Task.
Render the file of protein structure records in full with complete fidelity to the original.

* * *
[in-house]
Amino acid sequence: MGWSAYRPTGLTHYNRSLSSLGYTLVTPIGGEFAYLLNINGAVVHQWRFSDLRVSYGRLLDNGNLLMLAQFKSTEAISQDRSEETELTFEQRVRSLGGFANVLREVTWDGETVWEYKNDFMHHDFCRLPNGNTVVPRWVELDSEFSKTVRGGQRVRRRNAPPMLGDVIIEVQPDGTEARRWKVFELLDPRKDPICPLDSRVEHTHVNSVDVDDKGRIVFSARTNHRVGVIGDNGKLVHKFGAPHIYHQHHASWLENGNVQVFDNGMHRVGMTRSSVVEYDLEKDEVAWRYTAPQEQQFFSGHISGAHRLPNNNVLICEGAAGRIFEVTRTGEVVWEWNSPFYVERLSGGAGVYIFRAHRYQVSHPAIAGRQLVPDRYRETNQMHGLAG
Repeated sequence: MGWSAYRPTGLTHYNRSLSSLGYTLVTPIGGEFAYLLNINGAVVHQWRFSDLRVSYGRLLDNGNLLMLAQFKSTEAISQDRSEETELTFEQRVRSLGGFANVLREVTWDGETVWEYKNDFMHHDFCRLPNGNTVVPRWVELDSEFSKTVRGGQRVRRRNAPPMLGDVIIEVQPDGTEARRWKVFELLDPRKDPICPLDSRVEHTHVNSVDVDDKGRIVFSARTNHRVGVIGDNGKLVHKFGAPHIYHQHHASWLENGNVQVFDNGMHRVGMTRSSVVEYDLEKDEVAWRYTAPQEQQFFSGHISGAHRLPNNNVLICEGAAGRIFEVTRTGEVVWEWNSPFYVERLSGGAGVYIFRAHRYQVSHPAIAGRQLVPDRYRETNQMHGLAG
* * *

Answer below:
[in-house]
Amino acid sequence: MGWSAYRPTGLTHYNRSLSSLGYTLVTPIGGEFAYLLNINGAVVHQWRFSDLRVSYGRLLDNGNLLMLAQFKSTEAISQDRSEETELTFEQRVRSLGGFANVLREVTWDGETVWEYKNDFMHHDFCRLPNGNTVVPRWVELDSEFSKTVRGGQRVRRRNAPPMLGDVIIEVQPDGTEARRWKVFELLDPRKDPICPLDSRVEHTHVNSVDVDDKGRIVFSARTNHRVGVIGDNGKLVHKFGAPHIYHQHHASWLENGNVQVFDNGMHRVGMTRSSVVEYDLEKDEVAWRYTAPQEQQFFSGHISGAHRLPNNNVLICEGAAGRIFEVTRTGEVVWEWNSPFYVERLSGGAGVYIFRAHRYQVSHPAIAGRQLVPDRYRETNQMHGLAG
Repeated sequence: MGWSAYRPTGLTHYNRSLSSLGYTLVTPIGGEFAYLLNINGAVVHQWRFSDLRVSYGRLLDNGNLLMLAQFKSTEAISQDRSEETELTFEQRVRSLGGFANVLREVTWDGETVWEYKNDFMHHDFCRLPNGNTVVPRWVELDSEFSKTVRGGQRVRRRNAPPMLGDVIIEVQPDGTEARRWKVFELLDPRKDPICPLDSRVEHTHVNSVDVDDKGRIVFSARTNHRVGVIGDNGKLVHKFGAPHIYHQHHASWLENGNVQVFDNGMHRVGMTRSSVVEYDLEKDEVAWRYTAPQEQQFFSGHISGAHRLPNNNVLICEGAAGRIFEVTRTGEVVWEWNSPFYVERLSGGAGVYIFRAHRYQVSHPAIAGRQLVPDRYRETNQMHGLAG